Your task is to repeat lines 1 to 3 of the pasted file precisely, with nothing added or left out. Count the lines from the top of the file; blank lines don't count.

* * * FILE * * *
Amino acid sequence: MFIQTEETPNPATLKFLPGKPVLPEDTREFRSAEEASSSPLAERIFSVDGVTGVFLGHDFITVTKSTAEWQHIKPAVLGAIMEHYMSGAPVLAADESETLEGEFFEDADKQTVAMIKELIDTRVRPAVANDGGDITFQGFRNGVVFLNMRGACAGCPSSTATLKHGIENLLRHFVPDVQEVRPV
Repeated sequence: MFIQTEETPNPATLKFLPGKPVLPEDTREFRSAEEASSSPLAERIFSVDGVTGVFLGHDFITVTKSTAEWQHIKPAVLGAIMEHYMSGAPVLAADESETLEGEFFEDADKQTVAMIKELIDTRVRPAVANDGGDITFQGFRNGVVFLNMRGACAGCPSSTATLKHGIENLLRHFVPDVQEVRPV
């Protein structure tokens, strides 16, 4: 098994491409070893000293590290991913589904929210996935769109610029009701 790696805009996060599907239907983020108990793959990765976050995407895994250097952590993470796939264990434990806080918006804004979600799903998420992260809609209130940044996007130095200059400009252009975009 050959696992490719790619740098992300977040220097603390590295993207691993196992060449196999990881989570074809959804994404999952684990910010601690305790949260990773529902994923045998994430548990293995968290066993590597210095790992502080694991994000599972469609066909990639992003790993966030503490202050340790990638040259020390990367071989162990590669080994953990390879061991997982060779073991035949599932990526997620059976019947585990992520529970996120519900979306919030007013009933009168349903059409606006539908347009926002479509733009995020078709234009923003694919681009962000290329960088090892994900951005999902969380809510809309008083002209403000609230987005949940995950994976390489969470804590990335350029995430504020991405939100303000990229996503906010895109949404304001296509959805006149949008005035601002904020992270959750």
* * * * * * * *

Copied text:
Amino acid sequence: MFIQTEETPNPATLKFLPGKPVLPEDTREFRSAEEASSSPLAERIFSVDGVTGVFLGHDFITVTKSTAEWQHIKPAVLGAIMEHYMSGAPVLAADESETLEGEFFEDADKQTVAMIKELIDTRVRPAVANDGGDITFQGFRNGVVFLNMRGACAGCPSSTATLKHGIENLLRHFVPDVQEVRPV
Repeated sequence: MFIQTEETPNPATLKFLPGKPVLPEDTREFRSAEEASSSPLAERIFSVDGVTGVFLGHDFITVTKSTAEWQHIKPAVLGAIMEHYMSGAPVLAADESETLEGEFFEDADKQTVAMIKELIDTRVRPAVANDGGDITFQGFRNGVVFLNMRGACAGCPSSTATLKHGIENLLRHFVPDVQEVRPV
């Protein structure tokens, strides 16, 4: 098994491409070893000293590290991913589904929210996935769109610029009701 790696805009996060599907239907983020108990793959990765976050995407895994250097952590993470796939264990434990806080918006804004979600799903998420992260809609209130940044996007130095200059400009252009975009 050959696992490719790619740098992300977040220097603390590295993207691993196992060449196999990881989570074809959804994404999952684990910010601690305790949260990773529902994923045998994430548990293995968290066993590597210095790992502080694991994000599972469609066909990639992003790993966030503490202050340790990638040259020390990367071989162990590669080994953990390879061991997982060779073991035949599932990526997620059976019947585990992520529970996120519900979306919030007013009933009168349903059409606006539908347009926002479509733009995020078709234009923003694919681009962000290329960088090892994900951005999902969380809510809309008083002209403000609230987005949940995950994976390489969470804590990335350029995430504020991405939100303000990229996503906010895109949404304001296509959805006149949008005035601002904020992270959750």